Three Great Fall Hikes Near Denver

When fall begins to roll in, it means that hiking season is quickly coming to a close. With a beautiful weather forecast for the weekend, now’s the time to get in one last good hike for the season. Here are three parks close to town (but far enough away to feel away from it all) that could be on your list this fall.

Matthews/Winters Park
Difficulty: Moderate
Cost: Free

Matthews/Winters Park
Matthews/Winters Park gives one of the best views of Denver’s “Hogback” and Ken Caryl Valley.

Located right next door to the famous Red Rocks amphitheater just west of town, this hike features a walk past a historic cemetery and hike up a ridge with a beautiful view of all Denver and Red Rocks itself. A common path is a loop that runs over the Village Walk Trail, up the switchback on Cherry Gulch Trail to the top of the ridge, and Red Rocks Trail AWAY from Red Rocks, which leads back to the Cherry Gulch/Village Walk intersection. The switchback section of the trail is a bit rough, but the view is worth it.

This is a great trail to take if you want to fit a hike and Red Rocks into the same day. You can visit Red Rocks and then take a hike, or you can actually hike from the Matthews/Winters parking lot all the way to Red Rocks, though you’re looking at a much longer hike if you decide to go that route.

Roxborough State Park
Difficulty: Variable
Cost: Park Entrance Fee (< $10, see website for more information)

Roxborough State Park is a jewel of the Denver area, offering views of red rock formations and scenic hikes without going too far from home.
Roxborough State Park is a jewel of the Denver area, offering views of red rock formations and scenic hikes without going too far from home.

This is one of the most beautiful places around Denver, bar none. It may be a bit late to catch all the fall colors, but this place absolutely glows with color this time of year if you can catch any of it. Apart from that, Roxborough has a host of trail options that make it really easy to control your difficulty and mileage. Tougher trails include the hike up Carpenter’s Peak, a moderate to steep switchback trail with a summit height of 7,160 feet.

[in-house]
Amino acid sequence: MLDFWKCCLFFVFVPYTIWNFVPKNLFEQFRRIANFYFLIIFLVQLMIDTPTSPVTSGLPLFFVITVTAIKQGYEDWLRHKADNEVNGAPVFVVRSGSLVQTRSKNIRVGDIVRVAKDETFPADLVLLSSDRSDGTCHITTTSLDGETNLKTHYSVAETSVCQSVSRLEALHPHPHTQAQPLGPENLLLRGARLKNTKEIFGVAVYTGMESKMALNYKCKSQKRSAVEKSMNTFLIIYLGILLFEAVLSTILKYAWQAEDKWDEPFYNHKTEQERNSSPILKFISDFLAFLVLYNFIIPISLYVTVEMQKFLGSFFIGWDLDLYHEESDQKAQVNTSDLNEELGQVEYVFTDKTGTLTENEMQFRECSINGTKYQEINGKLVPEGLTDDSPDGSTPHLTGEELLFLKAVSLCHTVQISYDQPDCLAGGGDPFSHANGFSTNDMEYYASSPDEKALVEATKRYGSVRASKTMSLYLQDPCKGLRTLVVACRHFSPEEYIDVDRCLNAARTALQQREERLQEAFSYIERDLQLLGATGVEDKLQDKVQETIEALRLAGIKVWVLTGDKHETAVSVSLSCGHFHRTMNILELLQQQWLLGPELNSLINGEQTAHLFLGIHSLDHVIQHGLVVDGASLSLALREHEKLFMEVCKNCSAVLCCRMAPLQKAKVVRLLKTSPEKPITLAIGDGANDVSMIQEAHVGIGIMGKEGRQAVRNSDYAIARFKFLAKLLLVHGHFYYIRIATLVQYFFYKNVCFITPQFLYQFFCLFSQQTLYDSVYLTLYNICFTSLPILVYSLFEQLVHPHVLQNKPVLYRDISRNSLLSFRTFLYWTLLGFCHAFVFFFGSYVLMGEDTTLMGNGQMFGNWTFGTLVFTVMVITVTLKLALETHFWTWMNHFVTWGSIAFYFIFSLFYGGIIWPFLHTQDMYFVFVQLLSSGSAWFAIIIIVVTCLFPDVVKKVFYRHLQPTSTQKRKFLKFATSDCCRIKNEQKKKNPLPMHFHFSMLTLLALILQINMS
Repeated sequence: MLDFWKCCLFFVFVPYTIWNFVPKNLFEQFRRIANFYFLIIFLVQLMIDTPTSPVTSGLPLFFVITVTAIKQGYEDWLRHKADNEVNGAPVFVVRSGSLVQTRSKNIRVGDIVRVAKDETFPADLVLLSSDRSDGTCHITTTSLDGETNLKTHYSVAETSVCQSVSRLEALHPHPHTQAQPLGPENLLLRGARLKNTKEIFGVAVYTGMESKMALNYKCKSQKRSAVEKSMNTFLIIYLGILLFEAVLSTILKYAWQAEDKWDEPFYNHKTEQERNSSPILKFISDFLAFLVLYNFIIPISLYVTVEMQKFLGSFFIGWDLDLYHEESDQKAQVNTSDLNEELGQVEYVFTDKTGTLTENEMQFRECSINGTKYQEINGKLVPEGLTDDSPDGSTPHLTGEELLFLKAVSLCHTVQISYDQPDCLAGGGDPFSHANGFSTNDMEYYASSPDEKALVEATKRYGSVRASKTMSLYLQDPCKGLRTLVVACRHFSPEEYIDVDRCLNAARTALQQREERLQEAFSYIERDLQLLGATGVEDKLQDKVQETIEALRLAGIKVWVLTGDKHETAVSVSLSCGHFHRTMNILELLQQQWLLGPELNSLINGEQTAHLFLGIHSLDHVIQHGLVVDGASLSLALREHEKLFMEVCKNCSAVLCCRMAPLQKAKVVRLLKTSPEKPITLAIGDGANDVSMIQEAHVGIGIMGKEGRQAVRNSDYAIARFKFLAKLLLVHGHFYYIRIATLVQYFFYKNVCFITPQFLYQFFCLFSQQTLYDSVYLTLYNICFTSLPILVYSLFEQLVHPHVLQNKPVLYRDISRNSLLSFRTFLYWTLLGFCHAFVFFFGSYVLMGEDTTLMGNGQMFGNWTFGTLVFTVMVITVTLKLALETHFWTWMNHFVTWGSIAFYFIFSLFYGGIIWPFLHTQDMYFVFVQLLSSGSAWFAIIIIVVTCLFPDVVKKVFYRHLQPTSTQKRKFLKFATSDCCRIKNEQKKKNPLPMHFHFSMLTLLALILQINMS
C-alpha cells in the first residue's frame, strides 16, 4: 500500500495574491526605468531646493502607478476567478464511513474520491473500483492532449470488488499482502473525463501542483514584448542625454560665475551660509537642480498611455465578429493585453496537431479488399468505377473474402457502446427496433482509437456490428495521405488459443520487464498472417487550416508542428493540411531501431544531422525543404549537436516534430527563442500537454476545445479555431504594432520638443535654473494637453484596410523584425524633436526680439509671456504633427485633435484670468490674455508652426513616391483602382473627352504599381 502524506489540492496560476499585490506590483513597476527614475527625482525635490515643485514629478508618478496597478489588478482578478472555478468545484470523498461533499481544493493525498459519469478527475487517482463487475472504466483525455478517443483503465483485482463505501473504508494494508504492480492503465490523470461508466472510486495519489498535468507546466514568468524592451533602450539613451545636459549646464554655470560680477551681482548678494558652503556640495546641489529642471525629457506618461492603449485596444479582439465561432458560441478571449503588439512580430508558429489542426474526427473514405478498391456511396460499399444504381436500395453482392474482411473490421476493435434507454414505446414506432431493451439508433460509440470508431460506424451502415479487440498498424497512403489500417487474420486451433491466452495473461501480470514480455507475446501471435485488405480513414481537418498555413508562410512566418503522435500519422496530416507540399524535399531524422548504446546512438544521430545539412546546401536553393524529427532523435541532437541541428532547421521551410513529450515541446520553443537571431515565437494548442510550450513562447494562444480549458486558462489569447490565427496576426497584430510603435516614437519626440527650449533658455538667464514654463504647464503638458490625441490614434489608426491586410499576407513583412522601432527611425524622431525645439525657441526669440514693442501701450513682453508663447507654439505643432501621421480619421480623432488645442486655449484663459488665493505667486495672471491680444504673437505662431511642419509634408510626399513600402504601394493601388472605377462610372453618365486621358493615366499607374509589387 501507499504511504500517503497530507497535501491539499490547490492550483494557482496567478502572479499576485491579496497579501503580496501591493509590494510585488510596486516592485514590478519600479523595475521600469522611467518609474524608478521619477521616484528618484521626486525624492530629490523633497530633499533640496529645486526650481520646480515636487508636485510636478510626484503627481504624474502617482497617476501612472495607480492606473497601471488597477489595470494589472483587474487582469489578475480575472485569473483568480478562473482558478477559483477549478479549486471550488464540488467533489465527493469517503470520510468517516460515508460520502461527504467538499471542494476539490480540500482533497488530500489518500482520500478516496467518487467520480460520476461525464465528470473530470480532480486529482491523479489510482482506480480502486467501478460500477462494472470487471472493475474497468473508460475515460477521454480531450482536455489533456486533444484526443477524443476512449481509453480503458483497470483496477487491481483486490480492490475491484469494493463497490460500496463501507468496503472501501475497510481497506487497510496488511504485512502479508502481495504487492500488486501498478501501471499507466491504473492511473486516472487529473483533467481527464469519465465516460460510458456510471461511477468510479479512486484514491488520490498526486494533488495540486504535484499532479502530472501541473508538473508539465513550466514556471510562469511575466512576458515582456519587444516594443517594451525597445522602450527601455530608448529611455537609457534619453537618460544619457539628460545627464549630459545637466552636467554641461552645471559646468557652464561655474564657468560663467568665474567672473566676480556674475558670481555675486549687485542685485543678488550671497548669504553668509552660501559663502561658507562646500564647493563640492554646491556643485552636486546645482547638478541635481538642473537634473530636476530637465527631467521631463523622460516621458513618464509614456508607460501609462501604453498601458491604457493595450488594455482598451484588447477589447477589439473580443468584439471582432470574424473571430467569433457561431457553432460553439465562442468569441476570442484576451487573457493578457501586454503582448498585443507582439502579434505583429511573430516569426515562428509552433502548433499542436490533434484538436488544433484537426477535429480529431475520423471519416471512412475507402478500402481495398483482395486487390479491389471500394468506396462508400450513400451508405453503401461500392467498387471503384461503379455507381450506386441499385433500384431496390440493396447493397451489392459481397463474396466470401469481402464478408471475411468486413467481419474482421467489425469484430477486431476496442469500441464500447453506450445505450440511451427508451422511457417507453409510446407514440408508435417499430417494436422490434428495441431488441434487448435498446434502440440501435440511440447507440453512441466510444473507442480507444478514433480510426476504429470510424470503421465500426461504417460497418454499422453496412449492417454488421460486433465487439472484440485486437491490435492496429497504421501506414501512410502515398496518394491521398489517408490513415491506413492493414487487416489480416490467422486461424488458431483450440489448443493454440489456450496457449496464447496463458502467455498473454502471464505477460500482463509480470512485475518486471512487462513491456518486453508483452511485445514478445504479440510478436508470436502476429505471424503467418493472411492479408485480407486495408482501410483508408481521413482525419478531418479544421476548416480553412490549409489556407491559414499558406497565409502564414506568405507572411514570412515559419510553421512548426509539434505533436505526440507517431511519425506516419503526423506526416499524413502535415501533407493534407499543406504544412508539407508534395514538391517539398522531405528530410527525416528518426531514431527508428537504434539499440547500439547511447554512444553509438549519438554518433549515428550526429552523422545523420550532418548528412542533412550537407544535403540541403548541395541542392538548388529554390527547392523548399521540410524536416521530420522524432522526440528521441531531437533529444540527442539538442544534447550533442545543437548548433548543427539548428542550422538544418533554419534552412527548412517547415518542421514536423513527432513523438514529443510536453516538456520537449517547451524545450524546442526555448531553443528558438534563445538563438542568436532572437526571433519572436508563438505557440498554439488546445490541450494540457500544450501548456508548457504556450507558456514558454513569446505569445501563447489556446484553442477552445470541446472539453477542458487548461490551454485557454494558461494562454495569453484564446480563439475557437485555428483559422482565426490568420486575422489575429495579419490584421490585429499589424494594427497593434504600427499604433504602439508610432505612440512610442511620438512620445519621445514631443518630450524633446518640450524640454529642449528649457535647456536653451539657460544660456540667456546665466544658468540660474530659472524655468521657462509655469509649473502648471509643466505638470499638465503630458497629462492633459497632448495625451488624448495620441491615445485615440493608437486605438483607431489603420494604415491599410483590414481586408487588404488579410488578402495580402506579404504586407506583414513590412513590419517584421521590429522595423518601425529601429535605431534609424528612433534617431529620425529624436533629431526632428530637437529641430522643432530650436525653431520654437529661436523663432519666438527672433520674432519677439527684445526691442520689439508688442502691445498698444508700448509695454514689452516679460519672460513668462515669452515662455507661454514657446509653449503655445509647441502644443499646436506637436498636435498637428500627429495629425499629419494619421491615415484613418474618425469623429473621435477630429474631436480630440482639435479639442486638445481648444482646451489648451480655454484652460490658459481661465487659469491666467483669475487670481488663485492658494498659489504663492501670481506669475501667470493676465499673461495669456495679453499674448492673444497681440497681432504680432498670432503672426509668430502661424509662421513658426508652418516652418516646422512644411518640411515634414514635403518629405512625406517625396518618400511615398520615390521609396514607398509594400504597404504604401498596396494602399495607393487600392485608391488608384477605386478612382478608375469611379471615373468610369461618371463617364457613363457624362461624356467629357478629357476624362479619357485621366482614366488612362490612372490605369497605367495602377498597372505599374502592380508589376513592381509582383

Cottonwood Canyon
Difficulty: Easy/Moderate
Cost: Park Entrance Fee (< $10, see website for more information)

Cottonwood Canyon
Cottonwood Canyon offers a choice between hiking the canyon rim or floor, literal flocks of birds of prey, and historically significant sites.

Cottonwood Canyon is a beautiful hike through a river gorge and canyon, with the option to get up on top of the canyon itself, past a crumbled, out-of-use dam that was one of the first in the state. I often see birds of prey hanging out above the canyon, playing in the wind currents. The hike through the canyon can get more chilly than the rest, so make sure you pack a warm, long sleeve shirt for that particular section.

Others to Consider

Cherry Creek State Park – Located very, very close to our office, this state park is part reservoir, part flat hiking trails. Great for a quick getaway.

Golden Gate Canyon – More of a mountainy feel, but still with great views of the Denver/Boulder area.

Mt. Falcon Park – A beautiful hike in the pine trees with several sites of historic significance. One of the big draws, apart from the scenery and wildlife, is the cornerstone for the “Summer White House.” This was laid here, and although construction never continued, you can still visit the cornerstone and learn more about the site’s history.

Meyer Ranch Park – A moderate hike through the pines west of Denver. This hike is all about experiencing the forest and wildlife, and has an excellent payoff at the end. Moderate difficulty.

Deer Creek Canyon – One of the best “mountain-y” hikes for its proximity to the city.

Hayden Park on Green Mountain – Completely exposed, but moderate difficulty and the best direct view of the city in the metro area.

Hitting a Home Run in DC

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For the first part of this week I’m traveling out to DC to visit my wife, who’s spending her summer months in an internship at the Smithsonian. Yesterday we went to visit the National Portrait Gallery (a wonderful experience in itself), and visited a small exhibit dedicated to Babe Ruth.  Being baseball fans ourselves, we couldn’t help but take a gander.

Not only did they include some wonderful portraits of the Babe throughout his career, but pictured very predominantly was an autographed Babe Ruth baseball and game-used bat.

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For two people who were just strolling through a building of national treasures in a building full of priceless artwork, it was a bit of a surreal experience to stumble across one of the Holy Grails of the sports memorabilia world.  I’ve never before seen an actual Babe Ruth autograph, and never expect to again.